Condom use: the discrepancy between practice and behavioral expectations
2014 (English)In: Scandinavian Journal of Public Health, ISSN 1403-4948, E-ISSN 1651-1905, Vol. 42, no 8, 759-765 p.Article in journal (Refereed) Published
Aim: The overall aim of this paper is to examine sexually active young people’s behavioral expectations of condom use.
Methods: We collected data at nine youth clinics and one sexually transmitted infections (STI) clinic in Sweden. We included participants whom had been sexually active during the past 12 months: A total of 1022 participants between the ages of 15 and 31 were included. We analyzed the data separately, for different types of sexual practices and types of sexual partners. Multinomial logistic regression was used to analyze age and gender differences for discrepancies.
Results: The behavioral expectation of condom use differed, depending on the type of sexual practice and the type of partner. For all types of sex, the overall pattern showed that the participants were most likely to use a condom with a casual unknown partner, followed by a casual known partner, regular partner and lastly, a main partner. Our results also demonstrated that there is a discrepancy between the behavioral expectation of condom use and the self-reported condom use. The lowest discrepancy was for oral sex, especially with a main partner, and the largest discrepancy was for anal sex and vaginal sex with a casual partner.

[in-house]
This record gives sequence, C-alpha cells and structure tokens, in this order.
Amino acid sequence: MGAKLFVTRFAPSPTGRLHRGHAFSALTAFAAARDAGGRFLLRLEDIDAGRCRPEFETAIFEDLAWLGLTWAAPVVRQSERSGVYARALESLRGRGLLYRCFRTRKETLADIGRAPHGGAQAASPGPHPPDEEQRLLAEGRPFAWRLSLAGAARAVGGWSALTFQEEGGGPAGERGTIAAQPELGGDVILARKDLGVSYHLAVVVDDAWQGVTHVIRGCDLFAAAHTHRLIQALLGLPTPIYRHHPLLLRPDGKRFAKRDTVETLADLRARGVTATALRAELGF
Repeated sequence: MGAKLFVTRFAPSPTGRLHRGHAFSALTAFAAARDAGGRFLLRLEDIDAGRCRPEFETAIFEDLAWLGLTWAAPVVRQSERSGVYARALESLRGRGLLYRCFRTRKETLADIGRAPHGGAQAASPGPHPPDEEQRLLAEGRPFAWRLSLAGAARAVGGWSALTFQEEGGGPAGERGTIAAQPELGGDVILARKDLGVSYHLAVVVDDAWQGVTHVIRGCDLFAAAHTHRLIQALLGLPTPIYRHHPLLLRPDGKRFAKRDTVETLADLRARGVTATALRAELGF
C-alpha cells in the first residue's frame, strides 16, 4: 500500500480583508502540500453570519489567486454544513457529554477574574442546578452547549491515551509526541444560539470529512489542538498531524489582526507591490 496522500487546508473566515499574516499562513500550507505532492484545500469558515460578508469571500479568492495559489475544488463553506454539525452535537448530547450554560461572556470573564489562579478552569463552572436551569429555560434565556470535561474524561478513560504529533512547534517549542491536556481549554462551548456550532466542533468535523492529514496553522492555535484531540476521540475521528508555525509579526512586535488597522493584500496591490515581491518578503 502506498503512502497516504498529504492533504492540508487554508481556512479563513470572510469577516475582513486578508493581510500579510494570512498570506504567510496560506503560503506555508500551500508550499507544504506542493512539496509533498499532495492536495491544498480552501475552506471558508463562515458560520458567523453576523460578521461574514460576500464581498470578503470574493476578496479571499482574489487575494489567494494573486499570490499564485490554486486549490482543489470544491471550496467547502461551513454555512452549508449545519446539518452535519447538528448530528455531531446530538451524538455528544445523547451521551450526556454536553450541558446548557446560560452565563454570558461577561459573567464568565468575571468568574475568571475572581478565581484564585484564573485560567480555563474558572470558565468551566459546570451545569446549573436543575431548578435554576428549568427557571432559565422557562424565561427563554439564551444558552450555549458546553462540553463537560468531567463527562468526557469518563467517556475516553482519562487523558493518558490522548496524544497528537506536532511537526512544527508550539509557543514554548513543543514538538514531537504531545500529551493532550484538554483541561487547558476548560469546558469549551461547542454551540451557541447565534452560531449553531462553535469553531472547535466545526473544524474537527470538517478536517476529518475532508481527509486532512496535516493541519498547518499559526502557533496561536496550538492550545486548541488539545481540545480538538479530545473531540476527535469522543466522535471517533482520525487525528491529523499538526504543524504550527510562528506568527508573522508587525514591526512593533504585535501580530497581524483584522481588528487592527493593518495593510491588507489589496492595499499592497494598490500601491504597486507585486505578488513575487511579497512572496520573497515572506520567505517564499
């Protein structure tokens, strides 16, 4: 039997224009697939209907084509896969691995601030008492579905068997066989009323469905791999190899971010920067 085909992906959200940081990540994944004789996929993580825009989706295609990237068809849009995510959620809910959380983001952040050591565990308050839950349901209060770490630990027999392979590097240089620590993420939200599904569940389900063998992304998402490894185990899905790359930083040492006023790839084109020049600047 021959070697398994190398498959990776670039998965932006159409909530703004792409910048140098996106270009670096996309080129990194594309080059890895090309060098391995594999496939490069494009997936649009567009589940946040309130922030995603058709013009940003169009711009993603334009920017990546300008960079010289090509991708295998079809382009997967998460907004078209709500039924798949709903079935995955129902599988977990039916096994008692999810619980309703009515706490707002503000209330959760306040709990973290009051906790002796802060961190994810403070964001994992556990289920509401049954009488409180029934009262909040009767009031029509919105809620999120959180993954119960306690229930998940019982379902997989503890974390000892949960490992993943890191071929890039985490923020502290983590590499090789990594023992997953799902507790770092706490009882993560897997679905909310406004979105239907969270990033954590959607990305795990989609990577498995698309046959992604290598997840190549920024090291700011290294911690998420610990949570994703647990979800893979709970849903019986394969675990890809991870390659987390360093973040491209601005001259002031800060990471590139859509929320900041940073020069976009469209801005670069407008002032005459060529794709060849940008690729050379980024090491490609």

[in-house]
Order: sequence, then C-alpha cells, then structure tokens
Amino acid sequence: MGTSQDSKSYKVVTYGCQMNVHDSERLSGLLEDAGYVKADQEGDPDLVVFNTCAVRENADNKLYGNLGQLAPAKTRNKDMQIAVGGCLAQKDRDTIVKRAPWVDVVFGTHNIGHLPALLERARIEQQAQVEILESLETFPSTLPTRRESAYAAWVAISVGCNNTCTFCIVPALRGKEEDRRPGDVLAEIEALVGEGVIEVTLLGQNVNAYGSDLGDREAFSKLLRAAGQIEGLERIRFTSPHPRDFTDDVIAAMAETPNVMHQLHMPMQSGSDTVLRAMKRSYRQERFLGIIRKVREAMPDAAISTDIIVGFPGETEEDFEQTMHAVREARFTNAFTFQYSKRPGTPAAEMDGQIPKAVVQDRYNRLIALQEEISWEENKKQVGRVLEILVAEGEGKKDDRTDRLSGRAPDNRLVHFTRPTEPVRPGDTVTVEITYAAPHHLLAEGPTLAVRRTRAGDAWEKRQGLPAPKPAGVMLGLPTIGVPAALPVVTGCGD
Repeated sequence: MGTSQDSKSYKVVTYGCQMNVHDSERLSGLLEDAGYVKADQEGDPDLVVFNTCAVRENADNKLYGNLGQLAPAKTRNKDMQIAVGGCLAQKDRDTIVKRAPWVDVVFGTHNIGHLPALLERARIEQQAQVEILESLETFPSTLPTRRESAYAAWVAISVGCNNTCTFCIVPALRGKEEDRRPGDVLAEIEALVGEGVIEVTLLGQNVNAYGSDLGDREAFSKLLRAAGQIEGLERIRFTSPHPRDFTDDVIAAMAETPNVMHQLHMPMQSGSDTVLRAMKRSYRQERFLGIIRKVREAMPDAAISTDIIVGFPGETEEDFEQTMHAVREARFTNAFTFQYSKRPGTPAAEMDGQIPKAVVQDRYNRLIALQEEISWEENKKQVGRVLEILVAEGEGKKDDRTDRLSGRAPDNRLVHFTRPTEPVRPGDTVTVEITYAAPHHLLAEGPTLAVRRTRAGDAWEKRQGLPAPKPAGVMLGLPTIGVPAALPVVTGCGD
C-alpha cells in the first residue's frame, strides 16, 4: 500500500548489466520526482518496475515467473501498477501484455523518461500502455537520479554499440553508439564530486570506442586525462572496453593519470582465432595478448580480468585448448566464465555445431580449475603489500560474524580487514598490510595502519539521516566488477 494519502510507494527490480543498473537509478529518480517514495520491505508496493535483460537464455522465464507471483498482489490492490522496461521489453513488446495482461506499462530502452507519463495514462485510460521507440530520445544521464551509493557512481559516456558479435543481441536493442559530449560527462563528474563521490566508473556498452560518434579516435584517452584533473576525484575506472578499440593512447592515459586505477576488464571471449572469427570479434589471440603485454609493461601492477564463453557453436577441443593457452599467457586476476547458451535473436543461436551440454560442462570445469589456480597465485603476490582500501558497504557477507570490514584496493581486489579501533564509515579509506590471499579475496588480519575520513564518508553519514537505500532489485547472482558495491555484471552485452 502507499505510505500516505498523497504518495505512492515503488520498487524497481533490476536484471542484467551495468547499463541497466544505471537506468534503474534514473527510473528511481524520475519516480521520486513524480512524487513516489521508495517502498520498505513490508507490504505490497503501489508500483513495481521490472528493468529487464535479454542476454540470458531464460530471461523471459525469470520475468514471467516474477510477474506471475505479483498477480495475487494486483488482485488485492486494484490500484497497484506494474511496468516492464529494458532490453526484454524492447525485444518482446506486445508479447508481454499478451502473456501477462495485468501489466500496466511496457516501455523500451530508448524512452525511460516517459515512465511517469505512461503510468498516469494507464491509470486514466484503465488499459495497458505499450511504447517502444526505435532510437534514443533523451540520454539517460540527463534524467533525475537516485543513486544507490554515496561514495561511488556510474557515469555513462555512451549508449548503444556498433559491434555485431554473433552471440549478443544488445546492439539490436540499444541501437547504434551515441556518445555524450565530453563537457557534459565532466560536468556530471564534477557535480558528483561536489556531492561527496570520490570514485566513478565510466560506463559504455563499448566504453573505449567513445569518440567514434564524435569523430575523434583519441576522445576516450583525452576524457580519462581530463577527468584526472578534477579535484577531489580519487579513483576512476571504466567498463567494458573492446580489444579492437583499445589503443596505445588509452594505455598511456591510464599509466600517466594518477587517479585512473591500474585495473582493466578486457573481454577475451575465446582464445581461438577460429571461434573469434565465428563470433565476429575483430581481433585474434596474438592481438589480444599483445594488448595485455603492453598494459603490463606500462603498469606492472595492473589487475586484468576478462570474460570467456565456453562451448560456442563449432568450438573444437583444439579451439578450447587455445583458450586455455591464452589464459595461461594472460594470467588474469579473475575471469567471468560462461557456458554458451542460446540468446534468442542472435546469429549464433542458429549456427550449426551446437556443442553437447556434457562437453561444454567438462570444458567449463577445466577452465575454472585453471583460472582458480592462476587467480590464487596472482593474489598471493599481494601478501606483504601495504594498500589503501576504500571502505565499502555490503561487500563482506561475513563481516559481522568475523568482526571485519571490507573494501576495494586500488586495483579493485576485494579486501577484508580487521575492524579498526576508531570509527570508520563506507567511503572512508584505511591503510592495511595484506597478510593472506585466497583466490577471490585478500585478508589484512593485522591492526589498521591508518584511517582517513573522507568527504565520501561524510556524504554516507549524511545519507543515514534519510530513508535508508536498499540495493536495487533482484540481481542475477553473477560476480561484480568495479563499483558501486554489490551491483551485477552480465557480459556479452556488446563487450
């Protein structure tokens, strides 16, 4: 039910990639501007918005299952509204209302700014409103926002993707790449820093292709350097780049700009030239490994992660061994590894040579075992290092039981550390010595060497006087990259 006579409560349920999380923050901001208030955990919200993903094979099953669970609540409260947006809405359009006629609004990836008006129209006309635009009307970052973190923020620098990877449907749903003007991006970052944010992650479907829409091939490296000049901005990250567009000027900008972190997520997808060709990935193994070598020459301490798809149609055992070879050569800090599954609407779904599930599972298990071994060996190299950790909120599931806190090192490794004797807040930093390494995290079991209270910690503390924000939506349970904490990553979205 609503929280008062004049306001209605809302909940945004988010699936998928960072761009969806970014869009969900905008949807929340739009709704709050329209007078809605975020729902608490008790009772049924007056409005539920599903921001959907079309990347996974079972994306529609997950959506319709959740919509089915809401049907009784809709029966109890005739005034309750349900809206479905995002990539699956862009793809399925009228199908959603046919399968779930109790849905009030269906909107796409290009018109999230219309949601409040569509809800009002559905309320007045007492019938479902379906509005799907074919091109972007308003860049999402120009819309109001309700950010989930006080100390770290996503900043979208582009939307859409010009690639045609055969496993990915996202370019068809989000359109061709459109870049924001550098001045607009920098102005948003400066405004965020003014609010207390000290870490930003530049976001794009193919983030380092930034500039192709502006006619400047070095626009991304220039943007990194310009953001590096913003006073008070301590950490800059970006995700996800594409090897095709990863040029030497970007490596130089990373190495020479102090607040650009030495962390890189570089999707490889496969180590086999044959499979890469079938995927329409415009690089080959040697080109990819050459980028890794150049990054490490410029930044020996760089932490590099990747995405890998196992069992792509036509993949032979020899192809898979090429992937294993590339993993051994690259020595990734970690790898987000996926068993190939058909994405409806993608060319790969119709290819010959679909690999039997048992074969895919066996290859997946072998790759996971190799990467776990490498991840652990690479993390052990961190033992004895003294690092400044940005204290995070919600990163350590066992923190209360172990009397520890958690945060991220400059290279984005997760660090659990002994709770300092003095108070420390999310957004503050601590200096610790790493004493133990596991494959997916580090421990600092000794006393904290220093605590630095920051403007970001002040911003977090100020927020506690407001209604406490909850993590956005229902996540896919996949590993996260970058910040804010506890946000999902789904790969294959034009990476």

Conclusions: Our results imply that the participants had a greater expectation of condom use than actually occurs, especially for casual unknown partners. There is a lack of knowledge about the risks associated with oral sex, which is evident in the results of the participants’ behavioral expectations of condom use under those conditions.
Place, publisher, year, edition, pages
London: Sage Publications, 2014. Vol. 42, no 8, 759-765 p.
Behavioral expectations, Sweden, condom use, disease prevention, sexual behavior, sexual practices, sexual relationships, sexually transmitted disease, youth
Research subject Sociology
IdentifiersURN: urn:nbn:se:su:diva-108894DOI: 10.1177/1403494814550518ISI: 000345988800006OAI: oai:DiVA.org:su-108894DiVA: diva2:761448